Last night I went to Lights For The Wild at Taronga Zoo. As usual, I took a lot of photos with my DSLR camera, over 200, though a lot of that number are quite similar as I often take two or three to increase the chances of getting the right shot, sometimes I vary the speed so that one is better exposed.
The camera saves both a RAW file and a JPEG so I end up with over 400 images. Looking through them in QuickLook in the Finder can be painful as the RAW images take quite a while to load, then you get the problem that when you have decided which of the three shots you want to keep you also have to delete the matching JPEG or RAW file.
The easiest solution to both of these is to only go through the JPEG files and then delete the matching NEF file (which is what the Mac calls the RAW file).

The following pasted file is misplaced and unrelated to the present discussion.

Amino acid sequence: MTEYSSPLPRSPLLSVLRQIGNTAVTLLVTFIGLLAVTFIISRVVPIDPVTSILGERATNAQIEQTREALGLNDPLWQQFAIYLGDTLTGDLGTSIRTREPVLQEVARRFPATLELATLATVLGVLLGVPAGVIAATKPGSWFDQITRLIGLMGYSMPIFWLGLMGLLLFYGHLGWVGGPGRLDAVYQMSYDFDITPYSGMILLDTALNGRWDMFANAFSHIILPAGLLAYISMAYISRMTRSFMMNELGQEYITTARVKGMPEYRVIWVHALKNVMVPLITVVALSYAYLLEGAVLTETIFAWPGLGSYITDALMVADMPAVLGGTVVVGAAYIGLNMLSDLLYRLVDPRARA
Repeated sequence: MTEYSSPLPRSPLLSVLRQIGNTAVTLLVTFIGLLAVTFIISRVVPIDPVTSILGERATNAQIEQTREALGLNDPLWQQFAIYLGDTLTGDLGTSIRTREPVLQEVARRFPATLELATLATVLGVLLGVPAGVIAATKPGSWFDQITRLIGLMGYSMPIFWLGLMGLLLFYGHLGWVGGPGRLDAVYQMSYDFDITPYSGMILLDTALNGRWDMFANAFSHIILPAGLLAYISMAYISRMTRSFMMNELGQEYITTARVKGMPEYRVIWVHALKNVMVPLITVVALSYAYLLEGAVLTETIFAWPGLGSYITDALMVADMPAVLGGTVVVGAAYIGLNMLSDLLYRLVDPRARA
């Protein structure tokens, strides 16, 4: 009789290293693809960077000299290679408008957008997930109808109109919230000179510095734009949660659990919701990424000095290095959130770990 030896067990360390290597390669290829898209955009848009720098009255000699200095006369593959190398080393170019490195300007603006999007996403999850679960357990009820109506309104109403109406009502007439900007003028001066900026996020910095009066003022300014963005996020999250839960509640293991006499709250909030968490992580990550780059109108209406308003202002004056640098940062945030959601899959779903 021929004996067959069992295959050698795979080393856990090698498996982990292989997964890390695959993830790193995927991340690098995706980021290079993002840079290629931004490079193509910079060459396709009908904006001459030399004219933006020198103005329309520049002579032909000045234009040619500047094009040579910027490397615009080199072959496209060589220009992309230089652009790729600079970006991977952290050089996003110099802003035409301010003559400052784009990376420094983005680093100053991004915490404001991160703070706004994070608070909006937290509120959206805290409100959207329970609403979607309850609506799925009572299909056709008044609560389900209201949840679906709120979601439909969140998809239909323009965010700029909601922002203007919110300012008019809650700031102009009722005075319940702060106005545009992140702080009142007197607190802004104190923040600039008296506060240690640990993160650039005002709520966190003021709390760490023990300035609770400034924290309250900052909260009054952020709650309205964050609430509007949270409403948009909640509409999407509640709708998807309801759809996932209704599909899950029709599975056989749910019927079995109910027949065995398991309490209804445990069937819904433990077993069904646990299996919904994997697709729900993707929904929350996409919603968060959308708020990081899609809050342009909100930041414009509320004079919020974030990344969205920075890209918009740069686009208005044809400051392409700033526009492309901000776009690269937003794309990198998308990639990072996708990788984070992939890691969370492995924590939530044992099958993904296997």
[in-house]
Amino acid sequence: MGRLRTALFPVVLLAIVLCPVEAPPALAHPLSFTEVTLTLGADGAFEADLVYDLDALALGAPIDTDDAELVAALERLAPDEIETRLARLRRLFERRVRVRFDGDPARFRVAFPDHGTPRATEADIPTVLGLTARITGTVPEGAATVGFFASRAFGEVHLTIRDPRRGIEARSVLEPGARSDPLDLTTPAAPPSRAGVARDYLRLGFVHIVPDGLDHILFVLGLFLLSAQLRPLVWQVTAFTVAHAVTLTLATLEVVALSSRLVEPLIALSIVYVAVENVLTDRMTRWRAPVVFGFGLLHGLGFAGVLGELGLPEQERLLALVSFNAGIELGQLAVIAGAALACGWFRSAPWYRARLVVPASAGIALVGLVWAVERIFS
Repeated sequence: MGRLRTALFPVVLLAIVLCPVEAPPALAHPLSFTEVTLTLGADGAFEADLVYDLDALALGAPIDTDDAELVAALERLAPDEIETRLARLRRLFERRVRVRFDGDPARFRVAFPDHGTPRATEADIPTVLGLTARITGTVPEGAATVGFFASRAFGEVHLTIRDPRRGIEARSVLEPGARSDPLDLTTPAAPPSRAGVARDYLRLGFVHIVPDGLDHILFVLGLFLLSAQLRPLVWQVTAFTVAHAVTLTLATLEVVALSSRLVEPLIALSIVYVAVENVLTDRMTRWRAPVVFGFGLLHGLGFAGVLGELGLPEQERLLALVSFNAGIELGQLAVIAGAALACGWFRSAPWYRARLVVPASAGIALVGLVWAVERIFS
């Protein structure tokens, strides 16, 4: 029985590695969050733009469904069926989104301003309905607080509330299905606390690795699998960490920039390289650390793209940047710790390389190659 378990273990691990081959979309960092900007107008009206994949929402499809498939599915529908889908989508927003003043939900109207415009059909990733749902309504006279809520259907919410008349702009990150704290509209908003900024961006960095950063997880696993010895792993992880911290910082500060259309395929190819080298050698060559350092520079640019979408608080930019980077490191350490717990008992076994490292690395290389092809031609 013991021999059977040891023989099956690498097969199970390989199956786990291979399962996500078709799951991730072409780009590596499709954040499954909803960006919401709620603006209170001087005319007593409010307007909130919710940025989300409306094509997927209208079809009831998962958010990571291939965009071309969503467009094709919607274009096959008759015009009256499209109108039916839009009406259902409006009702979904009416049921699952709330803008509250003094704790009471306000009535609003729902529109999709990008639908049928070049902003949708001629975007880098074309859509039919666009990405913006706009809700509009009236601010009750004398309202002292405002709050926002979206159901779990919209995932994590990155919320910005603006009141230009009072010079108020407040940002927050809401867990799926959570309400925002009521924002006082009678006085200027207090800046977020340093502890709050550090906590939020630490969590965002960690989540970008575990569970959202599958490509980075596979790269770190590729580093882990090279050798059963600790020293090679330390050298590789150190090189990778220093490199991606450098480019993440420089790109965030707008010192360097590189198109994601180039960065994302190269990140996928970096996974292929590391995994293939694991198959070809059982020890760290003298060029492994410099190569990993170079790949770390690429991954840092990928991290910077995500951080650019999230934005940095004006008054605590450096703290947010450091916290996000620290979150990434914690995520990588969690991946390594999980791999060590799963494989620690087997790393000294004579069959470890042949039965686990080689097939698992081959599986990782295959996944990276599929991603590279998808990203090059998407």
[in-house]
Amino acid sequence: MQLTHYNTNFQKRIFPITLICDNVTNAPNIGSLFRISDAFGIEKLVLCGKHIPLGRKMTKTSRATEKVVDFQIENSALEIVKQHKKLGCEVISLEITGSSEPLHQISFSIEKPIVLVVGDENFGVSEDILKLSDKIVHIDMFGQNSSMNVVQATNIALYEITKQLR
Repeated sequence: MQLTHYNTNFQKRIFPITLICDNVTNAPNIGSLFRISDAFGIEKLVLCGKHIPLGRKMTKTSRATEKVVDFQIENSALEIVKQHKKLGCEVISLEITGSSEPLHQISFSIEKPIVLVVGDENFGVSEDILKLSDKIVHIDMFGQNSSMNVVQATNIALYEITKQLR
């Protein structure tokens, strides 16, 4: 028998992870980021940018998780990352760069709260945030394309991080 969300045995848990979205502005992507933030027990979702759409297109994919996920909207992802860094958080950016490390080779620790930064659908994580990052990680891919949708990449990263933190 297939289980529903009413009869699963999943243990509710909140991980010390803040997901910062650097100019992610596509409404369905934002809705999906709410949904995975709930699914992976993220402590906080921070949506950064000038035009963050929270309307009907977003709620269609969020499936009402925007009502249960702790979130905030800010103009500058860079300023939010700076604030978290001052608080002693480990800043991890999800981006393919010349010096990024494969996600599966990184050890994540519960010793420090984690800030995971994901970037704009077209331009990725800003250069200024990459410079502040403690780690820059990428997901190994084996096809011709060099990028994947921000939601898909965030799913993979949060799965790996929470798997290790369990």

So I open the folder and sort by ‘Kind’ which puts the JPEGs at the top. I then open the first in QuickLook by hitting space and using the up and down arrow keys to move through the list command–delete deletes a file and displays the next. Easy.
Now I have 80 JPEG files from the original 240. How to get rid of the NEF files that match the JPEG files I have deleted? A little
bash programming to the rescue.
for i in *.NEF ; do if [ ! -e `basename $i NEF`JPG ]; then rm $i; fi done
The secret to this is the
basename utility. It’s a neat little tool. Pass it a full file path such as
/Users/tonyw/Documents/UselessRamblings.txt and it will return just
the file name without the path,
UselessRamblings.txt. It has a matching tool,
dirname which returns just the path portion. As you can see from my code basename has another trick, it will happily strip the suffix from the filename if you tell it what to strip.